People don’t like it when apps surreptitiously steal personal information. Apparently Apple’s primary concern is the “surreptitious” part, though, rather than preventing personal data from being leaked or collected. New dialog boxes in iOS 6 may protect Apple, but will do little to help users safeguard their privacy.
Earlier this year the proverbial “stuff” hit the fan when it was discovered that Path--a popular social networking app--was stealing contact info from the address books of the iOS devices it was installed on. That incident was followed by other revelations of privacy infringement, and congressional inquiries demanding stricter protection for users.
Apple responded to Congress with a statement claiming that a future release of iOS would change the process so that any app wishing to access sensitive data like contact information will require explicit user approval. That “future release”, it seems, is iOS 6.
It's no secret that the Web is full of malicious content, but Google on Tuesday published some statistics that reveal just how breathtaking the scale of that danger really is.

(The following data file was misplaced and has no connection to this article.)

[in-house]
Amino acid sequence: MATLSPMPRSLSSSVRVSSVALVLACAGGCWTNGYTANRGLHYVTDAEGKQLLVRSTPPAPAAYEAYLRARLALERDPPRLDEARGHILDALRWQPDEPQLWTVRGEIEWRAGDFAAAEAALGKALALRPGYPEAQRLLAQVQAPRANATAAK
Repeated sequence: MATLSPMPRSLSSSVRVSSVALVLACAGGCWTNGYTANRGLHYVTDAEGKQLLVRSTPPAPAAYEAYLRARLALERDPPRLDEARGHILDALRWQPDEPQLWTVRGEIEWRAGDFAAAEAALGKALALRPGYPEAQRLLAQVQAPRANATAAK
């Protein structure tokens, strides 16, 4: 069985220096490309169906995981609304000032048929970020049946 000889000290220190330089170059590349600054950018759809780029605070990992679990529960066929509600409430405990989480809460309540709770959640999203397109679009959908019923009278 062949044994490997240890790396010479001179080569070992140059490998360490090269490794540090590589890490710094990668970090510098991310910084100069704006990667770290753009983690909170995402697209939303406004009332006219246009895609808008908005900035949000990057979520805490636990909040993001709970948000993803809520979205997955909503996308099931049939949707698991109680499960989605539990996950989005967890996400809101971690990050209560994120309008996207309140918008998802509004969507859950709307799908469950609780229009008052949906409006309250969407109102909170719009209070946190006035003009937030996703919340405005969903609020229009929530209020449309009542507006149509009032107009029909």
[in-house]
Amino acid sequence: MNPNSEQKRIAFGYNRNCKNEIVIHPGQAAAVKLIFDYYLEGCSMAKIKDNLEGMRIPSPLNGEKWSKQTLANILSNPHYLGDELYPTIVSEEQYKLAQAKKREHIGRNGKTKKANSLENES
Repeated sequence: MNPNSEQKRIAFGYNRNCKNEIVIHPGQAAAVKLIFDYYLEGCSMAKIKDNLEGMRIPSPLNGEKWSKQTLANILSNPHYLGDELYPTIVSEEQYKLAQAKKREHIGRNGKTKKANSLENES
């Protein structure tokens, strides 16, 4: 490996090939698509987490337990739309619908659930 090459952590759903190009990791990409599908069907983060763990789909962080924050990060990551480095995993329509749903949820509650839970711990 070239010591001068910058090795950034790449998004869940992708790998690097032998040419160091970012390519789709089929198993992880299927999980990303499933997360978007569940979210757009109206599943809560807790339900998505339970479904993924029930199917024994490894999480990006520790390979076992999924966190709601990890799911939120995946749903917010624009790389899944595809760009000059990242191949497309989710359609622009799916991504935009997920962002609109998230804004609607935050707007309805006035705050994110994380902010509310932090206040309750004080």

In fact, Google uncovers some 9,500 new malicious websites every day through its Safe Browsing initiative, according to a blog post from Google Security Team blogger Niels Provos.
“These are either innocent websites that have been compromised by malware authors, or others that are built specifically for malware distribution or phishing,” Provos explained. “While we flag many sites daily, we strive for high quality and have had only a handful of false positives.”
Generally when Google shows up in the news regarding information being exposed on the Web it’s about privacy issues and concerns that too much data is being stored or distributed by the Internet giant. It’s also possible, though, that in some cases Google may not be displaying enough information.
About two years ago Google started posting data online in its Transparency Report. The data includes real-time traffic information, as well as requests from individuals, companies, or governments to surrender data, and requests to have sites or information removed from Google search or from YouTube.